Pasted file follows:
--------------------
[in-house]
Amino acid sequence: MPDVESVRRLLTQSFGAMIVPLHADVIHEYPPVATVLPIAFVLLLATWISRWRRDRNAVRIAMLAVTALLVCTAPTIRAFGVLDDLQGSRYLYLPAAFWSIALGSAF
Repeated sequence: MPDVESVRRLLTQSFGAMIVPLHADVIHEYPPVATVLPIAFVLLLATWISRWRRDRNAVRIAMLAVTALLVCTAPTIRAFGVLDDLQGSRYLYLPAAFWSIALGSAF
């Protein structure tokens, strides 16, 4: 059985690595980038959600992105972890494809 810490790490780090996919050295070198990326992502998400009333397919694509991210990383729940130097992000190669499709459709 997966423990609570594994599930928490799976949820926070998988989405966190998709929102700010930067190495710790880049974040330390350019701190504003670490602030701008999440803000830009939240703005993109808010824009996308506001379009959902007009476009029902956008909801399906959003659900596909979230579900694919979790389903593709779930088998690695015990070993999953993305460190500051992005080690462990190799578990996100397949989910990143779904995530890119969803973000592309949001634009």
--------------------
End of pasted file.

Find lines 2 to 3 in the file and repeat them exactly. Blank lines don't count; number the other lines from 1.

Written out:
Amino acid sequence: MPDVESVRRLLTQSFGAMIVPLHADVIHEYPPVATVLPIAFVLLLATWISRWRRDRNAVRIAMLAVTALLVCTAPTIRAFGVLDDLQGSRYLYLPAAFWSIALGSAF
Repeated sequence: MPDVESVRRLLTQSFGAMIVPLHADVIHEYPPVATVLPIAFVLLLATWISRWRRDRNAVRIAMLAVTALLVCTAPTIRAFGVLDDLQGSRYLYLPAAFWSIALGSAF